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  • Lexus Model
    LS 400

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  1. Hey Monarch. I'm new to the world of Lexus. 1992 LS400 271K running like a champ. Just wanted to make friends with the Gurus on the site. Thanks

  2. Yes, stay alive so you can come home and fill your Lexus with the oil you defended:IRAQ'S PIPELINE TO CALIFORNIA Iraq has historically been a big supplier of California's crude, accounting for one fifth of all the state's imports in 2002. The spigot was cut when the United States invaded Iraq in March, but it was restored in August. -- Sources of oil in California Foreign imports 30.3% Domestic 69.7%. -- Sources of foreign oil imports Iraq 20.1% Saudia Arabia 19.5% Ecuador 13.7% Mexico 8.4% Angola 8.3% Argentina 7.3% Yemen 3.7% Australia 3.5% Others 15.4% Source: California Energy Commission
  3. Could be way overdue for a new fuel filter, air filter, spark plugs, distributor caps, distributor rotors, spark plug wires and oxygen sensor. Could also need a throttle body cleaning and a change of transmission fluid using Toyota Type T-IV.
  4. You're right - I forgot there is one pre cat sensor per exhaust manifold on the V6.
  5. There is only one oxygen sensor you need to replace - it's the one in front of the catalytic converter. If you go to this website http://tinyurl.com/njqgt and type in "oxygen sensor" in the space for keyword, you'll see a new front sensor for a Federal emission ES like yours is about $114.00 with free delivery via UPS Ground This genuine Toyota sensor will look and fit perfectly, just like the factory original one and will last just as long. And after front sensor replacement, fuel economy should improve noticably. The rear sensor (behind the catalytic converter) should last many more years before it needs to be replaced. Beware the sensors available from aftermarket websites like oxygensensors.com may not be identical in every respect so the functionality, reliability and durability of the sensor may not be as good either. The aftermarket websites also provide generic replacement advice rather than Toyota specific advice, so that's why they will say you need to replace the rear sensor too. Also beware some people will likely say you could buy a "universal" sensor for only about $70 from aftermarket websites (or $23 on ebay) and that using a universal sensor will not compromise functionality, reliability and durability. But then they will tell you that to install a universal sensor one needs to solder, splice, heat shrink, crimp, tape, etc. 3-4 wires. So who knows how long a home made wire job using hardware store electical supplies will stand up to summer heat, winter cold, fog, flooding rains, road dust, road debris, etc ??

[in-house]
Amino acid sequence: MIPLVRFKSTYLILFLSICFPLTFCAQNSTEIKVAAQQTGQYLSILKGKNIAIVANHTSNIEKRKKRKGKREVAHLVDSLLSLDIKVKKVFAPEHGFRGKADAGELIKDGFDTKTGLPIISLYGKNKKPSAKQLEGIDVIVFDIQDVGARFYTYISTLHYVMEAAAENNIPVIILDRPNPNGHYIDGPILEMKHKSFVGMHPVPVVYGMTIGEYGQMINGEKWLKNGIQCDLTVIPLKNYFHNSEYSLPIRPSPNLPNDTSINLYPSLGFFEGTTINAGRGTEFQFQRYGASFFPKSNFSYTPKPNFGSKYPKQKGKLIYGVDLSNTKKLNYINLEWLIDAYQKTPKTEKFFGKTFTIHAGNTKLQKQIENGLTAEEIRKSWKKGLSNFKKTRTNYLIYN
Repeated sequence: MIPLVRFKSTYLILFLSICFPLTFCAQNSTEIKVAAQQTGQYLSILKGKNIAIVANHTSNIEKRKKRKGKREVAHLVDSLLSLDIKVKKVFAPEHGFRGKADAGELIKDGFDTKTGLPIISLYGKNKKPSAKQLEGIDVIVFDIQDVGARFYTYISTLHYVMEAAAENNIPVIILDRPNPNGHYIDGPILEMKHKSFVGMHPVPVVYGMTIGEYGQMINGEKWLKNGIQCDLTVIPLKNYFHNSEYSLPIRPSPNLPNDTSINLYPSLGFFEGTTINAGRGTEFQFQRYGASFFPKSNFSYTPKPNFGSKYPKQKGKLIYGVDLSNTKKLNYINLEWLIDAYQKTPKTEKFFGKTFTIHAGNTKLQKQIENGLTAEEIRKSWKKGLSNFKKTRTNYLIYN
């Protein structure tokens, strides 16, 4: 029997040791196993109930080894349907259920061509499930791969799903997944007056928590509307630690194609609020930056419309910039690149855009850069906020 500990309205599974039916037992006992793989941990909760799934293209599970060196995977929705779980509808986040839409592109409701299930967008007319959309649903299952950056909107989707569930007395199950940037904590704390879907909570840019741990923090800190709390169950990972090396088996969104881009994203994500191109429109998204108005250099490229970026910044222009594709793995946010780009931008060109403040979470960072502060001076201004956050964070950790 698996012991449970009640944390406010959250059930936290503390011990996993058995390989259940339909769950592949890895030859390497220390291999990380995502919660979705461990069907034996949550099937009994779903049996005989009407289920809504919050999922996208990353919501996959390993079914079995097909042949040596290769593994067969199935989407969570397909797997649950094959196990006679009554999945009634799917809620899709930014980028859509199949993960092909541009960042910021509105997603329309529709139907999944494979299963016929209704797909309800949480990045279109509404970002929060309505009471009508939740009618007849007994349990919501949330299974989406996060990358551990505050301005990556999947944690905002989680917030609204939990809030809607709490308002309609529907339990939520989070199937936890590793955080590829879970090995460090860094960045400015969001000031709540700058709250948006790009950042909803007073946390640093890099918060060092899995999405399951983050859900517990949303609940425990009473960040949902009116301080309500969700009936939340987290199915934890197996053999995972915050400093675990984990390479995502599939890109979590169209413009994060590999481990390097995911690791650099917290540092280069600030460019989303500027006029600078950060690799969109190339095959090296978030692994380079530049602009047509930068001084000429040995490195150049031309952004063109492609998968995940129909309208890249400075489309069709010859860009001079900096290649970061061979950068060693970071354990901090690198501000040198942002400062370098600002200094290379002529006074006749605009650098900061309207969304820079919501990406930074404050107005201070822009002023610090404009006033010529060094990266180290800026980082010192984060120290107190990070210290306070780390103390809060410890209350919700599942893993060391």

6. nc211, on your way northwest up to Santa Barbara, on highway 101, you'll see more Lexus's and Infiniti's on the road that you have probably ever seen anywhere else in the USA before, particularly around the ritzi towns of Calabasas, Thousand Oaks, Westlake Village, etc. Or, if you take the coast highway #1 to Santa Barbara, you'll also see Lexus's and maybe Lamborghini's and Ferrari's around the movie star towns of Malibu and Pacific Palisades. In Santa Barbara Lexus's and Porsches are very popular At Lexus.com I think you'll see there are over one dozen Lexus dealers in the Los Angeles area.